However a series of legislative reforms in the 1980s and 1990s including the adoption of the Family Code in 1984 entrenched discrimination against women. During the decade of armed conflict in the 1990s, women paid a heavy price, victims of violence perpetrated by armed Islamist groups and of enforced disappearances perpetrated by State actors. The failure to establish the truth surrounding violations and to deliver justice, the impunity granted by the Charter for Peace and National Reconciliation adopted in 2005 and the absence of adequate victim support services remain further major barriers to women's participation in public life. In 2005, the CEDAW Committee underlined the inadequate state response to violence perpetrated against women by terrorist groups and to the situation of the wives of the "disappeared". In 2011 the UN Special Rapporteur on violence against women called on the government to create an independent commission to investigate all forms of violence committed against women during the conflict. As of March 2012, this recommendation remained unimplemented.
In 2010 Algeria was ranked 121 out of 134 countries in which discrimination against women is most prevalent (Global Gender Gap Report).The National Liberation Front (FLN), the only ruling party since independence, regularly yields on issues concerning women's rights in efforts to appease the most conservative forces.
Efforts to increase women's political participation and to promote women's rights are hampered by general restrictions on freedoms of expression, association, assembly and peaceful protest. The law on associations, which came into force in January 2012, further constrains the activities of human rights organisations.
Representation in government
As of March 2012 there were 3 women in the 38-member government: Minister of Culture, Minister Delegate for the Family and the Status of Women and Minister Delegate for Scientific Research.
Representation in parliament
People's National Assembly (lower house): Following the 2007 elections, 31 of the 389 members of parliament were women, representing 7.9%.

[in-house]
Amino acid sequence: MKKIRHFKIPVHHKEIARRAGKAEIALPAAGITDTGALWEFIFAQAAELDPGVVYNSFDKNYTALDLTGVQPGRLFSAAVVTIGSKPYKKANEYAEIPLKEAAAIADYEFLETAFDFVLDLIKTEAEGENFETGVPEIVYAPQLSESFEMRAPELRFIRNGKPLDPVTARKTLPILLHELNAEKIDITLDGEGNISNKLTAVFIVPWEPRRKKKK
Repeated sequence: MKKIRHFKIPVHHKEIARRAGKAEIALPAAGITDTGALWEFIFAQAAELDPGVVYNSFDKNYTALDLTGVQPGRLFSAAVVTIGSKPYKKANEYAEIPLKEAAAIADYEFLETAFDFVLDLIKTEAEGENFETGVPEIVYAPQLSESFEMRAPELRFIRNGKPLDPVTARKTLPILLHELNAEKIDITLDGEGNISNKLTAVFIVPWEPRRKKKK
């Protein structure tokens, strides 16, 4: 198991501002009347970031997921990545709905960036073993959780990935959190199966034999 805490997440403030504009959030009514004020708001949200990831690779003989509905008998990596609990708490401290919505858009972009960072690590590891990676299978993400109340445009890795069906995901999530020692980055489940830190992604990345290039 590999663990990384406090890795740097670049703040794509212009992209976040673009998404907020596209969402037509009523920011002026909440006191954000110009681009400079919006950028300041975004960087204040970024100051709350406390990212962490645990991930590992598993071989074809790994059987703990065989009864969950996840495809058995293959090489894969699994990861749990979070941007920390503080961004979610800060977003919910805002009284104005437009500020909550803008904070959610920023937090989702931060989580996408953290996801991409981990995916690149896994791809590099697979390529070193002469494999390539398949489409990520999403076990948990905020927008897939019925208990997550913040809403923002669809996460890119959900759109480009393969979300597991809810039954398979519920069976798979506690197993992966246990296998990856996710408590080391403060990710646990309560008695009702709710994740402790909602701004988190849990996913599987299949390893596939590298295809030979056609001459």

In 2008 a revision of the Constitution paved the way for the introduction of a quota for the representation of women in parliament (art. 31 bis). In January 2012 a law establishing the modalities for increasing of the representation of women in elected bodies (Law No. 12-03) came into force. However, amendments introduced during the passage of the bill through parliament significantly weakened the text. Initial drafts included a quota of at least 30% women candidates and required them to have a specific position on electoral lists but the final text set variable quotas of between 20% and 40%, depending on the number of seats in each electoral district. The law does not contain any provision requiring male and female candidates to appear alternately or that women candidates be placed at the top of lists, nor does it impose a minimum proportion of seats for women within elected bodies. Although the law provided a mechanism for regular evaluation of its implementation, the Algerian Constitutional Council declared this provision unconstitutional and it was removed from the law as enacted.
UPDATE: In the 2012 legislative elections, women won an unprecedented number of seats, 143 out of 462 representing 31% .
Council of the Nation (upper house): Since 2009, the Council of the Nation, composed of 144 senators, includes 7 women, representing 5%. There is no quota for the representation of women.
Representation in local assemblies
In the 2007 local elections, women gained 13.4% of seats in the regional popular assemblies and 0.7% of seats in the municipal popular assemblies. The 2012 law fixes the quota of women candidates on electoral lists at 30% or 35% depending on the size of the region (wilaya). In elections for municipal popular assemblies, the quota is 30% for constituencies of over 20,000 inhabitants.
Representation in the judiciary
Women represent about a third of the 3,000 judges. Although few women hold high positions in the judiciary, in 2004, a woman was nominated President of the State Council. In 2007, there were 3 women presidents of higher courts, 29 women presidents of tribunals and 83 women presidents of sections.
Reservations to CEDAW
Algeria ratified CEDAW in 1996, with reservations to several key provisions. Article 2 (adoption of measures to eliminate discrimination), article 9 (2) (transfer of nationality to children), article 15 (4) (freedom of movement and choice of residency), and article 16 (equality in marriage and at its dissolution) apply only to the extent that they do not go against national law and in particular the Family Code. Algeria withdrew its reservation to article 9 (2) following reform of the Nationality Code in 2005. The other reservations remain in force.